Soon after the arrival of John Lynn, Captain Boggs left the fort to spread the alarm and solicit aid. Colonel David Shepherd was absent on some business relative to the military affairs. The attacking party consisted of forty British soldiers commanded by Captain Pratt, and two hundred and sixty Indians, said by many, to have been commanded by George Girty, appeared a few hours after the arrival of John Lynn. They quickly formed their lines about the fort and demanded the surrender of the garrison which was promptly refused. Several shots were fired at the colors by order of Silas Zane who had been selected to command the fort in the absence of Captain Boggs. The Indians opened fire upon the fort and rushed upon it with great impetuosity and were greeted with a well directed volley of bullets from the garrison and from Colonel Zane's house, which drove them back in confusion. They rallied and attacked it again and were again repulsed. Both the house and fort were well supplied with guns and many of the women rendered effective service in moulding bullets, cleaning guns and loading them for the men who fired them rapidly at the attacking party and it also led the enemy to believe that the garrison was much stronger than it really was. The cannon attracted their attention and they called to the garrison to fire it, saying that it was a wooden gun. When a proper opportunity arrived a man by the name of Tate fired a load of grape-shot into their ranks which changed their tune and caused them to set up a yell of rage. Captain Pratt ordered them to stand back, swearing that there was no wood about it. He had heard cannon before and knew by the sound just what it was. The attacking party now drew back toward the hills and kept up a constant fire until about dark, when they withdrew for a short time, leaving the garrison undisturbed. Soon after firing ceased a canoe loaded with cannon balls, in charge of Daniel Sullivan and two men, arrived at Wheeling on their way to the Falls of the Ohio, and the three men made a rush for the fort and succeeded in entering it at the rear gate, but did not escape the attention of the Indians. They fired upon them and wounded Sullivan slightly in a foot. The garrison got no rest that night. A party of Indians in the loft of a cabin near the fort kept up a terrible noise by their yelling and dancing until the cannon quieted them. At first grape-shot was tried but it failed to dislodge them or quiet them and a ball was fired into the cabin. It cut a joist and let the crowd of yelling Indians down much to their discomfiture. The cannon was fired sixteen times during the night with more or less effect each time.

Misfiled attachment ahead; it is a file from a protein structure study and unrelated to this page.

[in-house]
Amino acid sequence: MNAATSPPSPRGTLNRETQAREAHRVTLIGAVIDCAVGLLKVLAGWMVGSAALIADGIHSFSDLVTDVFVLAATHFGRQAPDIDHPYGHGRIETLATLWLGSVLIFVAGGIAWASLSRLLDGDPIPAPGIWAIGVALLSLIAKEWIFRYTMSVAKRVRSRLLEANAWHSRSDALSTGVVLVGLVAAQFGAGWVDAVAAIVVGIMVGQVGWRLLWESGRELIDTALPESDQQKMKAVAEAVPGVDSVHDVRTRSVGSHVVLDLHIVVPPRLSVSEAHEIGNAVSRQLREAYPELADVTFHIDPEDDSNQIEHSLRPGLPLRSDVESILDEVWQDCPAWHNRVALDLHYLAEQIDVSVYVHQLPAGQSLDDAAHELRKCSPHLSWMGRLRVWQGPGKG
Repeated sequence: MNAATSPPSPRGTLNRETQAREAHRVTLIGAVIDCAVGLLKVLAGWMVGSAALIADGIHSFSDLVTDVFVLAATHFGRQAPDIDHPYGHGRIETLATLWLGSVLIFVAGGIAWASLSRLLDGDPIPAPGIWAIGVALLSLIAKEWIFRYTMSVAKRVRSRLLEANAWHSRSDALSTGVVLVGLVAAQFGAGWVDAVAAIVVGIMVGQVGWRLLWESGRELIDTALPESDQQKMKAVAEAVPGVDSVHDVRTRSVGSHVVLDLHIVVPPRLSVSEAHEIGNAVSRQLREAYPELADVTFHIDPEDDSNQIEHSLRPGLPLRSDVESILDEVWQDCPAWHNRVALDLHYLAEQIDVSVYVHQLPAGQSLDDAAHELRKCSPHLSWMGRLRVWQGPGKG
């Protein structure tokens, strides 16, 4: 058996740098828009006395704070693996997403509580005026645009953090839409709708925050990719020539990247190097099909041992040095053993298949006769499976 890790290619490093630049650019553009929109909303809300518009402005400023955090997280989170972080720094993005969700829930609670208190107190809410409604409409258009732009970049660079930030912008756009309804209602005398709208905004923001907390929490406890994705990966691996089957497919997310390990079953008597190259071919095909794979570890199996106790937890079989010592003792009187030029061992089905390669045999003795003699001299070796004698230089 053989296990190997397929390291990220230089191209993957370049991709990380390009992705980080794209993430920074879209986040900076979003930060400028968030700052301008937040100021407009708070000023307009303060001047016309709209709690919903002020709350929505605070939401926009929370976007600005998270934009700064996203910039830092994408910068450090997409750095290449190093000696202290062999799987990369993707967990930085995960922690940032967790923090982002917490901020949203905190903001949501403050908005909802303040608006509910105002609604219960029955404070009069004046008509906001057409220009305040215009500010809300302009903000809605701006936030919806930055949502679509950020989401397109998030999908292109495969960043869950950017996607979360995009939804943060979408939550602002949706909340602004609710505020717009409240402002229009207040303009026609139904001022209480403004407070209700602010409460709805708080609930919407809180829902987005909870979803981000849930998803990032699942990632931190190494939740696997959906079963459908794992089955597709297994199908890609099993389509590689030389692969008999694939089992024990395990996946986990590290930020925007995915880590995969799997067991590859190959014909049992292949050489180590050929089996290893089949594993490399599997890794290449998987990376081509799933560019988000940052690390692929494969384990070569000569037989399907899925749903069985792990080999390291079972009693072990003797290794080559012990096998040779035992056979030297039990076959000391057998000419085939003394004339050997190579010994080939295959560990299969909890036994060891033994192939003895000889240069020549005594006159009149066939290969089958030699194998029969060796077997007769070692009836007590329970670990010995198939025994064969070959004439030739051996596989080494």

The enemy suffered severely from the fire from Colonel Zane's residence and they thought to set it on fire and drive the inmates from it. An Indian crept along towards it cautiously with a firebrand in his hand and every now and then he would wave it in the air to freshen the flames. When he arrived near the kitchen he raised up and waved it to and fro to rekindle the flames, when the quick eye of the old negro, Dady Sam, caught sight of the Indian and quickly seized his gun and fired at the Indian. The warrior uttered a piercing yell, let the firebrand fall, and went away limping. Several similar attempts were made that night but through the vigilance of the old negro, whose keen eye caught sight of every warrior before he got near the kitchen with his firebrand.